A Second Can Change Everything
Last Sunday Steve and I heard Pastor Blake Kersey preach at First Baptist Church in Decatur. The main passage was from 2 Timothy 4 where Paul is writing from his prison cell to his dear friend Timothy, urging him to please come and visit him before winter. Pastor Blake emphasized the importance of using time wisely and not wasting any of it. He also used Psalms 90:12 -- "Teach us to number our days carefully so that we may develop wisdom in our hearts." He reminded us that we are all given the same 86,400 seconds every day. (I urge you to read the whole chapter and maybe watch the sermon through the church's website -- https://www.fbcdecatur.org/watch) The difference is in how we choose to spend and invest those seconds. At one point, the pastor said:
"If you want to realize the value of a day, ask someone who is waiting for a heart transplant.
If you want to realize the value of an hour, ask two people in love who are waiting to meet.
If you want to realize the value of a minute, ask the person who just missed their flight.
If you want to realize the value of a second, ask the person who just avoided an accident.
If you want to realize the value of a millisecond, ask the person who won a silver Olympic medal."
Those words really rang in our ears a few hours later. We were on our way to Dahlonega, Georgia to spend a few days soaking up the fall colors. Because of a restaurant delay (we're all experiencing those these days), we were later getting to our destination than we had planned. The roads were curvy and unfamiliar, almost deserted. It was getting dark. I looked out my passenger side window and faintly saw the outline of a deer running across the field, then WHAM!!!! No warning. No time to slam on the brakes. I started praying that whatever we'd hit was not a person. Steve said he saw the side and back legs of a deer. It must have been a BIG DEER, no doubt trying to catch up with the one I'd seen in the field. By the time we could pull over, there was no sign of the deer. Instead, this is what we saw.
We were so thankful to be uninjured. The car, although mangled, now missing a headlight and having a non-functioning blinker, was surprisingly drivable. So, we limped on to our hotel for the night. For the remainder of our trip, we were careful to drive only in broad daylight. When we got to the body shop here in Hartselle, we were given a conservative estimate of $8000 to repair the damage and the very likely scenario of parts being on backorder.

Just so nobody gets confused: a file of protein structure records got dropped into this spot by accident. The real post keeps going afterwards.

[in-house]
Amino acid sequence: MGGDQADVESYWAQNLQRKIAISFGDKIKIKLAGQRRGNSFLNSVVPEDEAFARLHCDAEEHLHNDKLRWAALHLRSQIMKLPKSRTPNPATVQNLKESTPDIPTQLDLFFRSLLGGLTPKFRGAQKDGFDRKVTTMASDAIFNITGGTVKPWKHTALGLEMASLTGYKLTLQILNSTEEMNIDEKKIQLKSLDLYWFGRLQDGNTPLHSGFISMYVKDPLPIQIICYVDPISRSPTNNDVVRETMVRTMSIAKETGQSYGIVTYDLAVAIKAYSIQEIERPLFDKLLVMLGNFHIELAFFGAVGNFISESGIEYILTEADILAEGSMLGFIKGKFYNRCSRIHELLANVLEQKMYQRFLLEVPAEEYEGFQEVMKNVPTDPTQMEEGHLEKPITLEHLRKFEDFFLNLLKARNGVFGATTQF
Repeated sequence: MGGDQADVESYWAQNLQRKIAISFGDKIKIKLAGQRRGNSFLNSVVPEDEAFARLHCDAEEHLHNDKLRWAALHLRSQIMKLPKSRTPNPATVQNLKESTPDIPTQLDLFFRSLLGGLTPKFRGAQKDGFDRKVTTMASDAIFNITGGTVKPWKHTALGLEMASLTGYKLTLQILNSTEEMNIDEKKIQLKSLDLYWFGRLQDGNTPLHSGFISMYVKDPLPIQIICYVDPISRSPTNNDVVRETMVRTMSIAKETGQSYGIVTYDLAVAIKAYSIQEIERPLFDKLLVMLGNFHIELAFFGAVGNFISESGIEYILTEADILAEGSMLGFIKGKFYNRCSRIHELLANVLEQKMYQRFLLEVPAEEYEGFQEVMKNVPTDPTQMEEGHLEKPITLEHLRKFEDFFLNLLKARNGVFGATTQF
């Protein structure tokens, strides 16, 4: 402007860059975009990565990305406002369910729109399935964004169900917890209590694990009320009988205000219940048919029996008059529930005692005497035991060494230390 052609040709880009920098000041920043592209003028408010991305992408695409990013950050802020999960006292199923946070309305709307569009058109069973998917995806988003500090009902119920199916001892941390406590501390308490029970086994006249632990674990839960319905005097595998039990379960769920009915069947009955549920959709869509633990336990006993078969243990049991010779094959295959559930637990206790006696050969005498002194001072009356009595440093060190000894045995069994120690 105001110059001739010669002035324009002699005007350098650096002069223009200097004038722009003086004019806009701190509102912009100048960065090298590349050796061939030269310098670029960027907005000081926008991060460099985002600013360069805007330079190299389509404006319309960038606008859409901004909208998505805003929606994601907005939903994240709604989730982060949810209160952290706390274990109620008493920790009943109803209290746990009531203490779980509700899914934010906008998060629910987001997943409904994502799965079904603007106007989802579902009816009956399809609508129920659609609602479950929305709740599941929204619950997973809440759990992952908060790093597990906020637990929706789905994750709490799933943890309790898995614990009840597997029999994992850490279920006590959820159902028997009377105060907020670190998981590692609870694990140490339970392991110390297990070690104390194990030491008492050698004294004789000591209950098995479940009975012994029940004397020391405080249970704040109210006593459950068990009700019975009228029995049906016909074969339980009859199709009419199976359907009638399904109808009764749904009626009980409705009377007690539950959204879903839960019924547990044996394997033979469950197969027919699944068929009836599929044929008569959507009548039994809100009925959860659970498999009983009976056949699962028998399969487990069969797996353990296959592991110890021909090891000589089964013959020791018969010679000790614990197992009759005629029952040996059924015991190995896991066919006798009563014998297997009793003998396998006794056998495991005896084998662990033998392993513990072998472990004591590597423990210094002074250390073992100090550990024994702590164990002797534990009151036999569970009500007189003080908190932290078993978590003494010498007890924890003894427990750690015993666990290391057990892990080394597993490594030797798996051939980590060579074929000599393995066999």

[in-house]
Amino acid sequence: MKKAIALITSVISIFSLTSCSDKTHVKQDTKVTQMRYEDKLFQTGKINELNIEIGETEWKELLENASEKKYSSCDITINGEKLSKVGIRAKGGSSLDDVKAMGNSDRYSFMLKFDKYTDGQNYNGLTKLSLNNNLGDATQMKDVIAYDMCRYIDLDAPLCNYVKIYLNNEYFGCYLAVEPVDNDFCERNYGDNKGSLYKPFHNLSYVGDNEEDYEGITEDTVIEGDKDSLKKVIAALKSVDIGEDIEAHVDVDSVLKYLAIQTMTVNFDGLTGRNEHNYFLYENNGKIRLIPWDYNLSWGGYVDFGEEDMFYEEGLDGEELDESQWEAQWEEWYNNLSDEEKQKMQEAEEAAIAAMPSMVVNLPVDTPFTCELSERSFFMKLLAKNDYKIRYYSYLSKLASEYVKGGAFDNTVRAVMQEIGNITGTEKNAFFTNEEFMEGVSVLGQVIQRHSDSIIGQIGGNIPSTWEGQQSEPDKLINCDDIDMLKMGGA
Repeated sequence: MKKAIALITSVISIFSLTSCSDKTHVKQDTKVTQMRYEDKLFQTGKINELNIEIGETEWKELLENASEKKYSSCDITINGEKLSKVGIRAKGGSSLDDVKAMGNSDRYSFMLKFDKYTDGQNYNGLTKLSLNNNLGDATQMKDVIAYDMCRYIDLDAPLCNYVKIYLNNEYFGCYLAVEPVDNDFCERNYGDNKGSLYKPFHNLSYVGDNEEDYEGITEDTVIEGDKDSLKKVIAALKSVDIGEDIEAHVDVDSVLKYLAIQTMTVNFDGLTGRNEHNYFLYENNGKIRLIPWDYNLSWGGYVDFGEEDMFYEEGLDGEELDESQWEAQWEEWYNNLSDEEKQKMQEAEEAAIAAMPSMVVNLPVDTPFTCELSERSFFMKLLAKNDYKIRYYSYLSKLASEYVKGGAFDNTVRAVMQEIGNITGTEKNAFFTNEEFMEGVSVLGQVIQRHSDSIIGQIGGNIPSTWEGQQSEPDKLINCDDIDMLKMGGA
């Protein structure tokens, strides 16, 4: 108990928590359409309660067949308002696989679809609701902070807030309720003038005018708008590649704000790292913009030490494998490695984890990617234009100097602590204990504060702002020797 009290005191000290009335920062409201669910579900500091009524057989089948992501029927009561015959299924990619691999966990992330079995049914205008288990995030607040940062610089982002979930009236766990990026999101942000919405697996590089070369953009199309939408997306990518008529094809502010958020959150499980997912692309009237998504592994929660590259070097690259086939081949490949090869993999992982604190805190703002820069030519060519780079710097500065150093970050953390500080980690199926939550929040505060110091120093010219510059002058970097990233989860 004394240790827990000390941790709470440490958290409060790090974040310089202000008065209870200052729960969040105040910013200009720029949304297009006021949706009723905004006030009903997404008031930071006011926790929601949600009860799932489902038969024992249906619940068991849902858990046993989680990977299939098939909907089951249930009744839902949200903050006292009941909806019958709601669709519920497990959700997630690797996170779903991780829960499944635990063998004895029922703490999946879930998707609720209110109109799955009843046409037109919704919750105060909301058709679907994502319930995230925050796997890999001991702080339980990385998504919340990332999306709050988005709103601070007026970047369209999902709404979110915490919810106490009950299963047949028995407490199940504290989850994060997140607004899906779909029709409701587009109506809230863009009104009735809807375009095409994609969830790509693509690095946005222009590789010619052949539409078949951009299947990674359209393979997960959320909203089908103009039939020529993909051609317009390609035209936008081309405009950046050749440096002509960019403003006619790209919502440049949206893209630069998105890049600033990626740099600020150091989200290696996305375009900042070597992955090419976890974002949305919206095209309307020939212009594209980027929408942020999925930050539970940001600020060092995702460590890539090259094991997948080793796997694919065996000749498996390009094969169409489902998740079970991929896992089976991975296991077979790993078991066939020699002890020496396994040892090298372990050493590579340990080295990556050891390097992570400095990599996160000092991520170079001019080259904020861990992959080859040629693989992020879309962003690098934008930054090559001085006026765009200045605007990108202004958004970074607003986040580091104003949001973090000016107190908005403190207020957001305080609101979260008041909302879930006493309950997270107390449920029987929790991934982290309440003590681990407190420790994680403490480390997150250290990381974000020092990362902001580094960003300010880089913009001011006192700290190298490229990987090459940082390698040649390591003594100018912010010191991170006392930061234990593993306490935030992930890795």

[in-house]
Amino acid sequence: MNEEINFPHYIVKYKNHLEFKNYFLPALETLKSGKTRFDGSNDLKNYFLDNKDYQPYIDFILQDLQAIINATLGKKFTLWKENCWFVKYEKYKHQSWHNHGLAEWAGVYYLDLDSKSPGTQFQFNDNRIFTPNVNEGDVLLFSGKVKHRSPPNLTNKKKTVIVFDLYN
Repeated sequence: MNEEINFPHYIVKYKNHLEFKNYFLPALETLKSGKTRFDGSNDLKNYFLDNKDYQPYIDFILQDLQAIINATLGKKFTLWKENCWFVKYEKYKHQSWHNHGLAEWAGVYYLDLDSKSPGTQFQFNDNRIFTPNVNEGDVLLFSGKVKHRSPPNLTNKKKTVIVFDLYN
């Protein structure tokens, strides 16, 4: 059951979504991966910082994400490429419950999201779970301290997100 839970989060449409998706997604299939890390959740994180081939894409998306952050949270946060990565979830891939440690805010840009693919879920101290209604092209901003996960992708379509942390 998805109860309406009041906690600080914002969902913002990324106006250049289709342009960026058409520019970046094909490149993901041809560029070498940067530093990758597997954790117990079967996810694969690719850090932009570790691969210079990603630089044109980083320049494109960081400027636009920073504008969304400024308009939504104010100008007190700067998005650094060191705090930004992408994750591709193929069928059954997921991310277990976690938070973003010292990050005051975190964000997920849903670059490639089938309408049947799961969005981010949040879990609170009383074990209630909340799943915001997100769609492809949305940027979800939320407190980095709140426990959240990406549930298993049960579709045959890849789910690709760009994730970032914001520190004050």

One second more and the deer would have gotten safely across the road. We could look at it that way, or we could realize that a millisecond at a different angle, and this could have been head-on, airbags deployed, losing control of the car, etc., etc., etc.
Time matters. Every second matters.
Between the sermon and the accident, I have naturally thought of many "what-ifs."
We've done our best to have our affairs in order from a legal/financial and spiritual perspective, but there are still loose ends we need to tie up.
What if our children and grandchildren had been left thinking about the last hugs we'd given them, the last phone conversations, the last text messages, etc. etc. Were they loving? Were they kind? Were our relationships on solid, joyful ground?
What about the last time we were with other family members, neighbors, friends? Would we have left positive interactions as a legacy?
If someone was left to go through our "stuff," what would they learn about us? Would they laugh? Would they be surprised? Would they be reassured that we really were who they thought we were?
Our loved ones could be attending funerals today, but we were spared. God still has things He wants us to do, to say, to experience.
Instead of being hospitalized with life-altering injuries, we were blessed with three glorious days of brilliant sunshine and peak color displays from towering deciduous trees.
If you're alive today, you, too, have been given 86,400 seconds to use carefully and wisely. We never know when one of those seconds could change everything. Let's resolve to appreciate each one as a gift.